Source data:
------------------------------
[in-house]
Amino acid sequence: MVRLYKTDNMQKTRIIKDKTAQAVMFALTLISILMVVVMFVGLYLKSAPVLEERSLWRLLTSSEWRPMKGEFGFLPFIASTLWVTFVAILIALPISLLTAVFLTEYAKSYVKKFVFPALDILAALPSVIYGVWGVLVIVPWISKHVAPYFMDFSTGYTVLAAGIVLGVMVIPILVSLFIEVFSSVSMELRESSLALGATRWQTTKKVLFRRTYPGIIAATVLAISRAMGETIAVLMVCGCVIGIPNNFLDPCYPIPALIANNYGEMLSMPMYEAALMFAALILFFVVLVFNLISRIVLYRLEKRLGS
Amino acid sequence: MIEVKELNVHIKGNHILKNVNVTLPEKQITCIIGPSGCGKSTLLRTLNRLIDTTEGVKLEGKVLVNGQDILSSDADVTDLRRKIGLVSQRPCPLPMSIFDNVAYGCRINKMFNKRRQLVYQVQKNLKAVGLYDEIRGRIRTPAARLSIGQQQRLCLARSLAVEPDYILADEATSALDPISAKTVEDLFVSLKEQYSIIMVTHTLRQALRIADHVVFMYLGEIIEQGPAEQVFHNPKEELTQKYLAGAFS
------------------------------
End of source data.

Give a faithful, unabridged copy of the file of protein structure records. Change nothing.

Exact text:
[in-house]
Amino acid sequence: MVRLYKTDNMQKTRIIKDKTAQAVMFALTLISILMVVVMFVGLYLKSAPVLEERSLWRLLTSSEWRPMKGEFGFLPFIASTLWVTFVAILIALPISLLTAVFLTEYAKSYVKKFVFPALDILAALPSVIYGVWGVLVIVPWISKHVAPYFMDFSTGYTVLAAGIVLGVMVIPILVSLFIEVFSSVSMELRESSLALGATRWQTTKKVLFRRTYPGIIAATVLAISRAMGETIAVLMVCGCVIGIPNNFLDPCYPIPALIANNYGEMLSMPMYEAALMFAALILFFVVLVFNLISRIVLYRLEKRLGS
Amino acid sequence: MIEVKELNVHIKGNHILKNVNVTLPEKQITCIIGPSGCGKSTLLRTLNRLIDTTEGVKLEGKVLVNGQDILSSDADVTDLRRKIGLVSQRPCPLPMSIFDNVAYGCRINKMFNKRRQLVYQVQKNLKAVGLYDEIRGRIRTPAARLSIGQQQRLCLARSLAVEPDYILADEATSALDPISAKTVEDLFVSLKEQYSIIMVTHTLRQALRIADHVVFMYLGEIIEQGPAEQVFHNPKEELTQKYLAGAFS